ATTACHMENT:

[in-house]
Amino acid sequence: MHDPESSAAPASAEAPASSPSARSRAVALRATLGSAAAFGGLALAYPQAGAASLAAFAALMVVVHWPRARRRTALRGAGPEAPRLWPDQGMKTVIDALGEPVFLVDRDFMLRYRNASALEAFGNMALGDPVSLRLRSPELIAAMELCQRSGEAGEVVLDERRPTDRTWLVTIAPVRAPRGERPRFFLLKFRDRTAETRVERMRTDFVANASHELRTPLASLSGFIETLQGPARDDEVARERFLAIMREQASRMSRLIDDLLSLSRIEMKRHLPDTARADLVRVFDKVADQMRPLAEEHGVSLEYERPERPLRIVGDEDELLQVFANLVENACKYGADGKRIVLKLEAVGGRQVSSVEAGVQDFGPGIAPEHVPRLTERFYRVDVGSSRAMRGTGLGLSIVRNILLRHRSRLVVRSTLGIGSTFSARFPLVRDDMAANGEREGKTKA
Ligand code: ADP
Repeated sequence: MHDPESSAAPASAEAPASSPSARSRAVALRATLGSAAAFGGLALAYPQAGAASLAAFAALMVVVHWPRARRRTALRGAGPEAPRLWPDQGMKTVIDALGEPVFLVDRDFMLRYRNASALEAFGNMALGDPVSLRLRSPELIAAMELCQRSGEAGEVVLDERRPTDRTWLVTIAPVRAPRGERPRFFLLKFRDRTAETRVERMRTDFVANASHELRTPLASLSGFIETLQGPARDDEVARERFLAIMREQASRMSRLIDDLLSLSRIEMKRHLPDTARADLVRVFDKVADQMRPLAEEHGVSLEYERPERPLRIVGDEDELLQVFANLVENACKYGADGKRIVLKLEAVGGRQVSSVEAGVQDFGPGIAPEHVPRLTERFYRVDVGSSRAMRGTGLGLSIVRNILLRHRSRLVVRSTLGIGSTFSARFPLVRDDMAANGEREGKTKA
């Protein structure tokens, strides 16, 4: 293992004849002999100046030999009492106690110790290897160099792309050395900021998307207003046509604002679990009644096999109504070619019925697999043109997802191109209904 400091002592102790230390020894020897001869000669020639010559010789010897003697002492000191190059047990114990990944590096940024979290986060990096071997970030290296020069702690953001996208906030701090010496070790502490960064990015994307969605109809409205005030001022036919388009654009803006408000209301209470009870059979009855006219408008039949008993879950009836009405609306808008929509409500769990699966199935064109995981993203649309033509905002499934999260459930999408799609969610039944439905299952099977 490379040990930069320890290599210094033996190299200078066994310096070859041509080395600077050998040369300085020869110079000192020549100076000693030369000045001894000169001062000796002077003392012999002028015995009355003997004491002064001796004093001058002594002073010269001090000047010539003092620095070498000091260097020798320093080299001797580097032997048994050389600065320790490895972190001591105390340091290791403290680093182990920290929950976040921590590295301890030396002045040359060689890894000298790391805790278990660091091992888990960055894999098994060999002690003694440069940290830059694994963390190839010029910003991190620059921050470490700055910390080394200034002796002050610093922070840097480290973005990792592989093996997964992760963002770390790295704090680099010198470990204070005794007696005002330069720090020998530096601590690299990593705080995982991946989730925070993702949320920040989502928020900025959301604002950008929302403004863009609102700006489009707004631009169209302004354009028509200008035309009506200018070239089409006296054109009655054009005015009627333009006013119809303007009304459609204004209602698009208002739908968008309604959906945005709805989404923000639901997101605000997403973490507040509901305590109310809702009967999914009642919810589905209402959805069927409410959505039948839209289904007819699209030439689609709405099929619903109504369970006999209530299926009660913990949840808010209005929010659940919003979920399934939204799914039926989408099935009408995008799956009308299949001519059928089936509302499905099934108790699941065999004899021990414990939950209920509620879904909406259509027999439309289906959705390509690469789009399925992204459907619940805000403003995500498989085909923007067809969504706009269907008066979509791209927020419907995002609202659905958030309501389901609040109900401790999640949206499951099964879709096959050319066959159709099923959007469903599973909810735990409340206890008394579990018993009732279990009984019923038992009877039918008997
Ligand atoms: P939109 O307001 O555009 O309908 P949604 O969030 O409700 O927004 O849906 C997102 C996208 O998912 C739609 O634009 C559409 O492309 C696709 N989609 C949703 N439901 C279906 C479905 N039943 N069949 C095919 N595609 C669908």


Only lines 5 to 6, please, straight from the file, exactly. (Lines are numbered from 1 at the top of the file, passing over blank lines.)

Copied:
């Protein structure tokens, strides 16, 4: 293992004849002999100046030999009492106690110790290897160099792309050395900021998307207003046509604002679990009644096999109504070619019925697999043109997802191109209904 400091002592102790230390020894020897001869000669020639010559010789010897003697002492000191190059047990114990990944590096940024979290986060990096071997970030290296020069702690953001996208906030701090010496070790502490960064990015994307969605109809409205005030001022036919388009654009803006408000209301209470009870059979009855006219408008039949008993879950009836009405609306808008929509409500769990699966199935064109995981993203649309033509905002499934999260459930999408799609969610039944439905299952099977 490379040990930069320890290599210094033996190299200078066994310096070859041509080395600077050998040369300085020869110079000192020549100076000693030369000045001894000169001062000796002077003392012999002028015995009355003997004491002064001796004093001058002594002073010269001090000047010539003092620095070498000091260097020798320093080299001797580097032997048994050389600065320790490895972190001591105390340091290791403290680093182990920290929950976040921590590295301890030396002045040359060689890894000298790391805790278990660091091992888990960055894999098994060999002690003694440069940290830059694994963390190839010029910003991190620059921050470490700055910390080394200034002796002050610093922070840097480290973005990792592989093996997964992760963002770390790295704090680099010198470990204070005794007696005002330069720090020998530096601590690299990593705080995982991946989730925070993702949320920040989502928020900025959301604002950008929302403004863009609102700006489009707004631009169209302004354009028509200008035309009506200018070239089409006296054109009655054009005015009627333009006013119809303007009304459609204004209602698009208002739908968008309604959906945005709805989404923000639901997101605000997403973490507040509901305590109310809702009967999914009642919810589905209402959805069927409410959505039948839209289904007819699209030439689609709405099929619903109504369970006999209530299926009660913990949840808010209005929010659940919003979920399934939204799914039926989408099935009408995008799956009308299949001519059928089936509302499905099934108790699941065999004899021990414990939950209920509620879904909406259509027999439309289906959705390509690469789009399925992204459907619940805000403003995500498989085909923007067809969504706009269907008066979509791209927020419907995002609202659905958030309501389901609040109900401790999640949206499951099964879709096959050319066959159709099923959007469903599973909810735990409340206890008394579990018993009732279990009984019923038992009877039918008997
Ligand atoms: P939109 O307001 O555009 O309908 P949604 O969030 O409700 O927004 O849906 C997102 C996208 O998912 C739609 O634009 C559409 O492309 C696709 N989609 C949703 N439901 C279906 C479905 N039943 N069949 C095919 N595609 C669908």